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How large are hummingbird territories?

Posted by tempskya Z7B BAMA (My Page) on
Thu, Sep 26, 13 at 17:19

I've only got one small feeder now. It's close to the house. I was wondering if putting several at different spots on my small property would get more nectar to more hummers. I've never seen more than one feeding at a time. If another tries to eat, the one will always chase it away. So, I was wondering how large a hummingbird territory is. Would only one cover my quarter acre back yard? Or would it be divided up into several?


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RE: How large are hummingbird territories?

Tempskya, the books say the size of the territory varies with the aount of food it provides. A richer food source can support more birds, hence smaller territories. I have read that in a really rich food environment, a territory might be one large bush.

If you have more feeders, I'm sure your area could support more birds.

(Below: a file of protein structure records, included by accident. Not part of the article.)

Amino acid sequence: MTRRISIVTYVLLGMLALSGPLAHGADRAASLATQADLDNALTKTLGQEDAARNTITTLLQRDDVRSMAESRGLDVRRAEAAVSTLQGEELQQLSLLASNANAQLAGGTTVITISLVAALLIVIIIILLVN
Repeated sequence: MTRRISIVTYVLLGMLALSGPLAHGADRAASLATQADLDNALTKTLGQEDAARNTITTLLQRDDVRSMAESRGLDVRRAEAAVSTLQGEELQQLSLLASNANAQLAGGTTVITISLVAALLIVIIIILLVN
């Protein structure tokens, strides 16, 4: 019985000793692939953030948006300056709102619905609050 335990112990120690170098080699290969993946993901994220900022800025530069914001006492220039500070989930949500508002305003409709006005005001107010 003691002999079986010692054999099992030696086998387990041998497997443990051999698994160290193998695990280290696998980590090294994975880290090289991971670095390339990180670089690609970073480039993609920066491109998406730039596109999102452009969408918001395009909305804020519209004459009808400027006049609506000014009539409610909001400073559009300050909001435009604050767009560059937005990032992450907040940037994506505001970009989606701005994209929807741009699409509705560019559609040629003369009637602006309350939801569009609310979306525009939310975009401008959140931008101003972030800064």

I have two feeders about 10 feet apart on the deck, and in August I got 18-20 visits at each feeder in the hour right before dusk. Sometimes at dusk saw two hummers on one feeder and one on the other. The rest of the day it was one at a time with a lot of chasing each other around. The most I saw at one time was 5, but the feeders only went up in July. I'm expecting more next summer.

Some people here have posted pictures of 8 or 10 large feeders side by side, every port on each one with a hummer on it, and hummers fluttering around waiting their turn.

Others here advocate putting feeders around the yard so they can't all be guarded from one spot.

Do what is easy and pleasing for you. But do try at least one more feeder. I'll bet you'll increase the number of birds you are supporting by more than just one.


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RE: How large are hummingbird territories?

One bird can dominate a single feeder. If a second feeder is added, try to keep it in an area where the dominate bird cannot perch and view both feeders at the same time. The tipping point when hummingbirds will share a feeder is mysterious (other than in the evening, for the final feedings of the day). I suspect it has to do with the number of active birds present around the feeder area at the same time, so that the condition is such that they know that they cannot chase any one individual far without several others being allowed to have free feeding time. So it becomes counterproductive to make the attempt.


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